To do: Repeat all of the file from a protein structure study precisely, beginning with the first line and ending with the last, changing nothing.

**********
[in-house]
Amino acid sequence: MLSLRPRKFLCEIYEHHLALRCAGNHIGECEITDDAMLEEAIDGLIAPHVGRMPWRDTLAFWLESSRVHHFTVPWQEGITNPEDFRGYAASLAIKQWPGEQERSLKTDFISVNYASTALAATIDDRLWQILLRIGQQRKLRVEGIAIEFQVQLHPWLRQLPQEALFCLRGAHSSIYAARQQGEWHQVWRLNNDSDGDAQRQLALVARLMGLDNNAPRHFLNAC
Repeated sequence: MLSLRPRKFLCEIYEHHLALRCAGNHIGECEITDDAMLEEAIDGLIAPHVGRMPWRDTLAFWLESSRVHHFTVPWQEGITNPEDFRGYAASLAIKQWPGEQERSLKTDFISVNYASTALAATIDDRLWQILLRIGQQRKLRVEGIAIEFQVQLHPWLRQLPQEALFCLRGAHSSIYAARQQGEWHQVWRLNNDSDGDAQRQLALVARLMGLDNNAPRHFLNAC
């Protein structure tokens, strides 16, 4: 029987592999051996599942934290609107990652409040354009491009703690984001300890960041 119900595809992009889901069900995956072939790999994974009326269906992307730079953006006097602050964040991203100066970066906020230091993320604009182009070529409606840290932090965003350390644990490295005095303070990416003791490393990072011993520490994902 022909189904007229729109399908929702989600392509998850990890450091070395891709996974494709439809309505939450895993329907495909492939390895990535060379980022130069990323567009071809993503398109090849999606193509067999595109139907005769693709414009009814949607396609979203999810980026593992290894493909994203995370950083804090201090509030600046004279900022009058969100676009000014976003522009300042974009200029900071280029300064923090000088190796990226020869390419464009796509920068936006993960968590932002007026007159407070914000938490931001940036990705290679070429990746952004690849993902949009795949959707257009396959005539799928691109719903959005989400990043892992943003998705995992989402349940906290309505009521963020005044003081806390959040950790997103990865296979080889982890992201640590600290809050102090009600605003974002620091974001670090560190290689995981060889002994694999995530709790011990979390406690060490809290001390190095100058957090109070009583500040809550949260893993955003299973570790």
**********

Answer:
[in-house]
Amino acid sequence: MLSLRPRKFLCEIYEHHLALRCAGNHIGECEITDDAMLEEAIDGLIAPHVGRMPWRDTLAFWLESSRVHHFTVPWQEGITNPEDFRGYAASLAIKQWPGEQERSLKTDFISVNYASTALAATIDDRLWQILLRIGQQRKLRVEGIAIEFQVQLHPWLRQLPQEALFCLRGAHSSIYAARQQGEWHQVWRLNNDSDGDAQRQLALVARLMGLDNNAPRHFLNAC
Repeated sequence: MLSLRPRKFLCEIYEHHLALRCAGNHIGECEITDDAMLEEAIDGLIAPHVGRMPWRDTLAFWLESSRVHHFTVPWQEGITNPEDFRGYAASLAIKQWPGEQERSLKTDFISVNYASTALAATIDDRLWQILLRIGQQRKLRVEGIAIEFQVQLHPWLRQLPQEALFCLRGAHSSIYAARQQGEWHQVWRLNNDSDGDAQRQLALVARLMGLDNNAPRHFLNAC
């Protein structure tokens, strides 16, 4: 029987592999051996599942934290609107990652409040354009491009703690984001300890960041 119900595809992009889901069900995956072939790999994974009326269906992307730079953006006097602050964040991203100066970066906020230091993320604009182009070529409606840290932090965003350390644990490295005095303070990416003791490393990072011993520490994902 022909189904007229729109399908929702989600392509998850990890450091070395891709996974494709439809309505939450895993329907495909492939390895990535060379980022130069990323567009071809993503398109090849999606193509067999595109139907005769693709414009009814949607396609979203999810980026593992290894493909994203995370950083804090201090509030600046004279900022009058969100676009000014976003522009300042974009200029900071280029300064923090000088190796990226020869390419464009796509920068936006993960968590932002007026007159407070914000938490931001940036990705290679070429990746952004690849993902949009795949959707257009396959005539799928691109719903959005989400990043892992943003998705995992989402349940906290309505009521963020005044003081806390959040950790997103990865296979080889982890992201640590600290809050102090009600605003974002620091974001670090560190290689995981060889002994694999995530709790011990979390406690060490809290001390190095100058957090109070009583500040809550949260893993955003299973570790």